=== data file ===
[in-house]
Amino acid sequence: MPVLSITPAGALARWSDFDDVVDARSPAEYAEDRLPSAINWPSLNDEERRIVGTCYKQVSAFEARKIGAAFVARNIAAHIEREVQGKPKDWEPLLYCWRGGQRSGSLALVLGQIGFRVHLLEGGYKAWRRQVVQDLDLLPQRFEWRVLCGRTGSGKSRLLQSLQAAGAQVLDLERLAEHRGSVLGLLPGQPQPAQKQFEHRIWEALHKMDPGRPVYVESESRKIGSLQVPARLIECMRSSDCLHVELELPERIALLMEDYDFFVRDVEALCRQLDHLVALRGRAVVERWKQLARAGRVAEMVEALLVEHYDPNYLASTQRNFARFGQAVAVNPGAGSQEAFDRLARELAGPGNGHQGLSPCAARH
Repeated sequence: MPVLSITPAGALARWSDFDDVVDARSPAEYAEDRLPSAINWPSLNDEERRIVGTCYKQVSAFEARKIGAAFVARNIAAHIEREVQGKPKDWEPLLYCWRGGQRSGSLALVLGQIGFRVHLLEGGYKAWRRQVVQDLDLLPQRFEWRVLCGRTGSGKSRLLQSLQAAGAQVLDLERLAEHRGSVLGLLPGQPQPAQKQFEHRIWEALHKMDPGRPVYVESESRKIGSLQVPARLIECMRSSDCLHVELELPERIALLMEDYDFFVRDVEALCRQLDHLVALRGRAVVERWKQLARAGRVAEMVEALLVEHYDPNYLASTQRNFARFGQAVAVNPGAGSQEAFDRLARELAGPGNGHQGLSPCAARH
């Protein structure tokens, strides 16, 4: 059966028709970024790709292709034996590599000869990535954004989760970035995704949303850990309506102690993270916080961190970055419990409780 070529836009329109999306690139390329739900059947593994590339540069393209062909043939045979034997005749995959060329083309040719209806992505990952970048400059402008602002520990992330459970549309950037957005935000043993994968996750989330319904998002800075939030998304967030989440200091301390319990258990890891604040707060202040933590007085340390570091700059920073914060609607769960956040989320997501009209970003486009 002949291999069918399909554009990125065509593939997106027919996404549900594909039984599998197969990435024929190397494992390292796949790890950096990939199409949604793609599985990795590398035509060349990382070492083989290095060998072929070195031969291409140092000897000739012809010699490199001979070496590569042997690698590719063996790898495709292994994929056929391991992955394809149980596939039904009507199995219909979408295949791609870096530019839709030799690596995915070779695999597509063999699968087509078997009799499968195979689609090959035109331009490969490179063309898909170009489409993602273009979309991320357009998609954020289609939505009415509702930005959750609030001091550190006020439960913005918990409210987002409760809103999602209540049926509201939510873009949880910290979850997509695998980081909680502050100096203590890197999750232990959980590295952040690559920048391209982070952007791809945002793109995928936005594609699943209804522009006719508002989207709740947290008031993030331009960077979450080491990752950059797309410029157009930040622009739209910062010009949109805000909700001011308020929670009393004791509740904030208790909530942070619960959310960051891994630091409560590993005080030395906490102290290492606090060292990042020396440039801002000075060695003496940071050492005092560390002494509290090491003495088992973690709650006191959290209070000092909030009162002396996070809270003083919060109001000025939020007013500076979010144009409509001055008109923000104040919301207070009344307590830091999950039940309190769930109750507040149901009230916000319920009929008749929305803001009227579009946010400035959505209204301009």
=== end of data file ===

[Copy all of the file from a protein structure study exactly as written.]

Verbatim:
[in-house]
Amino acid sequence: MPVLSITPAGALARWSDFDDVVDARSPAEYAEDRLPSAINWPSLNDEERRIVGTCYKQVSAFEARKIGAAFVARNIAAHIEREVQGKPKDWEPLLYCWRGGQRSGSLALVLGQIGFRVHLLEGGYKAWRRQVVQDLDLLPQRFEWRVLCGRTGSGKSRLLQSLQAAGAQVLDLERLAEHRGSVLGLLPGQPQPAQKQFEHRIWEALHKMDPGRPVYVESESRKIGSLQVPARLIECMRSSDCLHVELELPERIALLMEDYDFFVRDVEALCRQLDHLVALRGRAVVERWKQLARAGRVAEMVEALLVEHYDPNYLASTQRNFARFGQAVAVNPGAGSQEAFDRLARELAGPGNGHQGLSPCAARH
Repeated sequence: MPVLSITPAGALARWSDFDDVVDARSPAEYAEDRLPSAINWPSLNDEERRIVGTCYKQVSAFEARKIGAAFVARNIAAHIEREVQGKPKDWEPLLYCWRGGQRSGSLALVLGQIGFRVHLLEGGYKAWRRQVVQDLDLLPQRFEWRVLCGRTGSGKSRLLQSLQAAGAQVLDLERLAEHRGSVLGLLPGQPQPAQKQFEHRIWEALHKMDPGRPVYVESESRKIGSLQVPARLIECMRSSDCLHVELELPERIALLMEDYDFFVRDVEALCRQLDHLVALRGRAVVERWKQLARAGRVAEMVEALLVEHYDPNYLASTQRNFARFGQAVAVNPGAGSQEAFDRLARELAGPGNGHQGLSPCAARH
């Protein structure tokens, strides 16, 4: 059966028709970024790709292709034996590599000869990535954004989760970035995704949303850990309506102690993270916080961190970055419990409780 070529836009329109999306690139390329739900059947593994590339540069393209062909043939045979034997005749995959060329083309040719209806992505990952970048400059402008602002520990992330459970549309950037957005935000043993994968996750989330319904998002800075939030998304967030989440200091301390319990258990890891604040707060202040933590007085340390570091700059920073914060609607769960956040989320997501009209970003486009 002949291999069918399909554009990125065509593939997106027919996404549900594909039984599998197969990435024929190397494992390292796949790890950096990939199409949604793609599985990795590398035509060349990382070492083989290095060998072929070195031969291409140092000897000739012809010699490199001979070496590569042997690698590719063996790898495709292994994929056929391991992955394809149980596939039904009507199995219909979408295949791609870096530019839709030799690596995915070779695999597509063999699968087509078997009799499968195979689609090959035109331009490969490179063309898909170009489409993602273009979309991320357009998609954020289609939505009415509702930005959750609030001091550190006020439960913005918990409210987002409760809103999602209540049926509201939510873009949880910290979850997509695998980081909680502050100096203590890197999750232990959980590295952040690559920048391209982070952007791809945002793109995928936005594609699943209804522009006719508002989207709740947290008031993030331009960077979450080491990752950059797309410029157009930040622009739209910062010009949109805000909700001011308020929670009393004791509740904030208790909530942070619960959310960051891994630091409560590993005080030395906490102290290492606090060292990042020396440039801002000075060695003496940071050492005092560390002494509290090491003495088992973690709650006191959290209070000092909030009162002396996070809270003083919060109001000025939020007013500076979010144009409509001055008109923000104040919301207070009344307590830091999950039940309190769930109750507040149901009230916000319920009929008749929305803001009227579009946010400035959505209204301009």